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Migraine Associated with Stroke Related to Surgery

Migraine has already been identified as a risk factor for ischemic stroke. A recent study looks more at this connection, suggesting surgery patients with migraine are at an increased risk of stroke around the time of a surgical procedure.

Of the 124,558 surgical patients studied, 771 had a stroke within 30 days of surgery. Strokes were more likely to occur after vascular, cardiac, or neurosurgical procedures, surgeries that are considered high-risk for complications, according to the researchers.

Compared to those without migraine, the study found that patients with migraine had an increased risk for perioperative (time period spanning the duration of a patient’s surgery, including preoperative and postoperative) ischemic stroke and the risk was even higher for those with migraine with aura. This connection was present after adjustments for age, sex, and pre-existing vascular disease.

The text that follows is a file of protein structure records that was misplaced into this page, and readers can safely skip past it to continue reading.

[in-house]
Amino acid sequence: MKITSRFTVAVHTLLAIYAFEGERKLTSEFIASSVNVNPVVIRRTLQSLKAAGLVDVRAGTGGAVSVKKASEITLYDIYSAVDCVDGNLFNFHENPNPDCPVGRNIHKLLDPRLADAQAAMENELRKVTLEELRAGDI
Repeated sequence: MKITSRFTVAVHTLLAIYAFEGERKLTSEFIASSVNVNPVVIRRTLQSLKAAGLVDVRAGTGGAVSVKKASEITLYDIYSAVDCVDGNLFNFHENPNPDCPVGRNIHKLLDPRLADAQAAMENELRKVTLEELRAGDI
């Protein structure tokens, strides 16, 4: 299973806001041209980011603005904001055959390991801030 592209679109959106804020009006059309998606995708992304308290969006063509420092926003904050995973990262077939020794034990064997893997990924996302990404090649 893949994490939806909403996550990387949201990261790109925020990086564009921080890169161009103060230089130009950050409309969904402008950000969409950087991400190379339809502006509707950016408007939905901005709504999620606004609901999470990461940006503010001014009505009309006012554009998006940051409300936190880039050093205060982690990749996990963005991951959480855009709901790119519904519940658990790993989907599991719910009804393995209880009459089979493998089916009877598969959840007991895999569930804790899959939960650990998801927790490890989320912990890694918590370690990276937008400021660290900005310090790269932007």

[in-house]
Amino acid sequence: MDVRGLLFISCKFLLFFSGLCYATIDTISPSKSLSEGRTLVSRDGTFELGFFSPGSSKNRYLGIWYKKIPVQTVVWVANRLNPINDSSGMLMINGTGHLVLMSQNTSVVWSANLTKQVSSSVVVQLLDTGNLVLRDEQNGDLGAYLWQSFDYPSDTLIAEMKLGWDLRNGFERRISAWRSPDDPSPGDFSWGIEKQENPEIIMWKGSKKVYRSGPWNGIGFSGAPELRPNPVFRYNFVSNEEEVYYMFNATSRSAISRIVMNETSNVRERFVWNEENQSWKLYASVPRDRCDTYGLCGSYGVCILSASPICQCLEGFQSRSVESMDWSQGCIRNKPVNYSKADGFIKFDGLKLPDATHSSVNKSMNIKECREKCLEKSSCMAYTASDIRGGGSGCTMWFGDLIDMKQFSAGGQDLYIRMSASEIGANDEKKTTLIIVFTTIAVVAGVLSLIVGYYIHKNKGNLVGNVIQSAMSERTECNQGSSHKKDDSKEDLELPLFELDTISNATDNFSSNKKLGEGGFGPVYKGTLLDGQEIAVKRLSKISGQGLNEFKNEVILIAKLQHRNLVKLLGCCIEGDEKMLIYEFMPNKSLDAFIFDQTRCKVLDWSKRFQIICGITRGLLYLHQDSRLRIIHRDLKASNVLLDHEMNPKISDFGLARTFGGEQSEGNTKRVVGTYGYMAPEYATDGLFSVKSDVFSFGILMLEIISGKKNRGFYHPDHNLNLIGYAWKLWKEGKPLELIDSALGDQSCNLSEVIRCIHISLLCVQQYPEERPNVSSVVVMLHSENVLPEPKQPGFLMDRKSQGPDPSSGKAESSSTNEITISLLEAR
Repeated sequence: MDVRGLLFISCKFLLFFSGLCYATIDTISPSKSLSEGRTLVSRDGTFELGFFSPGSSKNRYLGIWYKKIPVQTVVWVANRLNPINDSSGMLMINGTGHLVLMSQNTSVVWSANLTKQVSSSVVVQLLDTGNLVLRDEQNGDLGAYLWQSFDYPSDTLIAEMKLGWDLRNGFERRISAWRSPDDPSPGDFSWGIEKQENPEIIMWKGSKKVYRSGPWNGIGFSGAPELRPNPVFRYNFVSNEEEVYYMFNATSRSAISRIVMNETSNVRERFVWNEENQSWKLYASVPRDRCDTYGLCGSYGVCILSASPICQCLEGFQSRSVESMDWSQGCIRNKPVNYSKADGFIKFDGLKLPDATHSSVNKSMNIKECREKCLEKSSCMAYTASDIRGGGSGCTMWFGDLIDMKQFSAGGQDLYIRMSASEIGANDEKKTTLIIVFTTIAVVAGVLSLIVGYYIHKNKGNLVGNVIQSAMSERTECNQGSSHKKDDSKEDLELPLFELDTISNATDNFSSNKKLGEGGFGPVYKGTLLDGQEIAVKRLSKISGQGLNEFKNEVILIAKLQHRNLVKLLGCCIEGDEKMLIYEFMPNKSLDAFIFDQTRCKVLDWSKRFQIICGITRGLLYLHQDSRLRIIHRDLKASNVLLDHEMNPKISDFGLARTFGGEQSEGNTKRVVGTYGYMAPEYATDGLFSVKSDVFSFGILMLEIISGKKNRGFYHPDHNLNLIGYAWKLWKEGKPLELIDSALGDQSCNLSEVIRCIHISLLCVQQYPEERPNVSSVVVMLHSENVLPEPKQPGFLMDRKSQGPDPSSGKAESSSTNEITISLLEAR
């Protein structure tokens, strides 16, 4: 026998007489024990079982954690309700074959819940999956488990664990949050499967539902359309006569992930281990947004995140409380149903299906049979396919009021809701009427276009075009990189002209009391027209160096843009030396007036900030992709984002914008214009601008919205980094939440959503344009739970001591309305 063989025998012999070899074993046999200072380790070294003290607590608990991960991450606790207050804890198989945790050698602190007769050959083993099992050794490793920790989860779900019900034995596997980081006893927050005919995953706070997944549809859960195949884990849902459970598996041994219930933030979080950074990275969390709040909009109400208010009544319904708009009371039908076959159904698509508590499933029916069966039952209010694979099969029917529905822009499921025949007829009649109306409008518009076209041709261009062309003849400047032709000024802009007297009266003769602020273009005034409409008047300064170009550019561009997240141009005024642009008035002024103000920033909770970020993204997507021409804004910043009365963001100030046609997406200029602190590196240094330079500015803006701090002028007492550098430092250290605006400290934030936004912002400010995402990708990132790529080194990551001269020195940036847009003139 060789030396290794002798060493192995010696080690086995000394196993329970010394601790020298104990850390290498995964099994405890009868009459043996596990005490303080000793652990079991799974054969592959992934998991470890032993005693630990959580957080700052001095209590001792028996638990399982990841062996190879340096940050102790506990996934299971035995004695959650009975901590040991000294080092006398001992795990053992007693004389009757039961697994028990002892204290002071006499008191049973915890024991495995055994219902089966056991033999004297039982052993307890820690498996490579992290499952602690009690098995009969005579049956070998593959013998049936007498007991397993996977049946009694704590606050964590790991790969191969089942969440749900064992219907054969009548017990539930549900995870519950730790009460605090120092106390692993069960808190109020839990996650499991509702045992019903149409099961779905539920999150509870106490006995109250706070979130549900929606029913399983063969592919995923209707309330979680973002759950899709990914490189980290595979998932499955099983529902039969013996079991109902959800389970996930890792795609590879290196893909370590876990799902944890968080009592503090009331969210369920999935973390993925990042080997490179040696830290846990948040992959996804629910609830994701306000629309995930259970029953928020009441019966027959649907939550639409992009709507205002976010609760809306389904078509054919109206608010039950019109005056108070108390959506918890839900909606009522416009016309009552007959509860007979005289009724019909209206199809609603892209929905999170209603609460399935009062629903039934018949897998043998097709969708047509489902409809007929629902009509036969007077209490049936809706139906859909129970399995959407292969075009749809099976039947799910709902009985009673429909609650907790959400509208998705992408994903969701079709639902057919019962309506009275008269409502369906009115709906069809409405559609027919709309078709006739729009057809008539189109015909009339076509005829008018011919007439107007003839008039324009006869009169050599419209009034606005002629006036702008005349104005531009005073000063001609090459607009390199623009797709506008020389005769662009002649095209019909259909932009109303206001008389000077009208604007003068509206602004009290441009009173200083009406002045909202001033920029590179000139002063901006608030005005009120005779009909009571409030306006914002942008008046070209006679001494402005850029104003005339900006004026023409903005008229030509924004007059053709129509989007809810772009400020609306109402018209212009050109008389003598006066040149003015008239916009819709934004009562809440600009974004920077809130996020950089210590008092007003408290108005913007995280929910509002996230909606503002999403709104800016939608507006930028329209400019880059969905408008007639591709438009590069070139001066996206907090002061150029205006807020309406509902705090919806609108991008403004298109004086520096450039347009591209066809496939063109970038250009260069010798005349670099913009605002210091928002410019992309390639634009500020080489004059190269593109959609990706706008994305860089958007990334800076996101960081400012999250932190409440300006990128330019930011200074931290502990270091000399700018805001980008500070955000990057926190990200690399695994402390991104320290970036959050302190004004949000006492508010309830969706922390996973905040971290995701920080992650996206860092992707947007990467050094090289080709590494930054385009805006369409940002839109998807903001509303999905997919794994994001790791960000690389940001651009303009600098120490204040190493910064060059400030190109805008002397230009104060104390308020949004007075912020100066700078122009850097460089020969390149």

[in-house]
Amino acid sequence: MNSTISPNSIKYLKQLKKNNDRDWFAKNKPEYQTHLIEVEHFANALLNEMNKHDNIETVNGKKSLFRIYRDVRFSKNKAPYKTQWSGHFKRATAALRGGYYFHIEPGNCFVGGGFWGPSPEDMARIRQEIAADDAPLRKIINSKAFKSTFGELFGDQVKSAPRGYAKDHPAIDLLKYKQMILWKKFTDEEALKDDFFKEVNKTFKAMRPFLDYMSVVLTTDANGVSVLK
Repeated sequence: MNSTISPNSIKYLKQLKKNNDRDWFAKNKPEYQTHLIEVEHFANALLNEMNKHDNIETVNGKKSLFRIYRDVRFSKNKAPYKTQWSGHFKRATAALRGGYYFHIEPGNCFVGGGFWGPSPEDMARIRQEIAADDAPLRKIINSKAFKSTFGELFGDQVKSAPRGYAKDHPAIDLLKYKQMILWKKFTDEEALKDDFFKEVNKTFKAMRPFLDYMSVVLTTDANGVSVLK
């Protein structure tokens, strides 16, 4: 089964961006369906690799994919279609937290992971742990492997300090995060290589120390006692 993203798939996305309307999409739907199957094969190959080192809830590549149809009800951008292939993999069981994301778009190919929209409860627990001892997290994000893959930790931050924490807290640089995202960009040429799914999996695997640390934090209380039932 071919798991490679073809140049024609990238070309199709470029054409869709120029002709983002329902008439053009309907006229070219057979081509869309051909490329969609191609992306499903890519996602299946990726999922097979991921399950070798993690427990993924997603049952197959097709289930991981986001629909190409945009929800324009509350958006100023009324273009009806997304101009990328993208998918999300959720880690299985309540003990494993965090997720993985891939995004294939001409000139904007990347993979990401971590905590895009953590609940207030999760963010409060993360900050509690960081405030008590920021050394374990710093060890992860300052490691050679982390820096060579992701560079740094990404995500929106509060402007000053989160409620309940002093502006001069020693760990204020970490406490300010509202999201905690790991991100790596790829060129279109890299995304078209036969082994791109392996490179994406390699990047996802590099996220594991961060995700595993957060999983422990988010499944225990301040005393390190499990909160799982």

“Migraine should be incorporated in the assessment for risk of perioperative stroke,” Matthias Eikermann, MD, PhD, one author of the study, told Medscape Medical News.

The study looked at patients at Massachusetts General Hospital and two affiliated hospitals from January 2007 to August 2014. Of the patients who had surgery, 8.2% of patient had been diagnosed with migraine. Those with migraine were also more likely to be readmitted to the hospital within 30 days of discharge after surgery.

“In this large cohort of surgical patients, migraine was associated with an increased risk of perioperative ischemic stroke within 30 days of surgery,” the authors of the study concluded. The study was published online in the British Medical Journal.

The authors said this study adds to evidence that migraine, specifically migraine with aura, is a marker for increased risk of stroke.

“We contend that this association has clinical relevance in a growing list of risk factors that should be considered to promote disability-free survival,” the authors of the study said.

The authors noted that though people with migraine have increased increased, the absolute risk is low. Hypertension, smoking, and other standard risk factors should be the focus for reducing the risk of cardiovascular disease, whether one has migraine or not.

*This article has been updated to better reflect the results of the study. The National Headache Foundation apologizes for the error.

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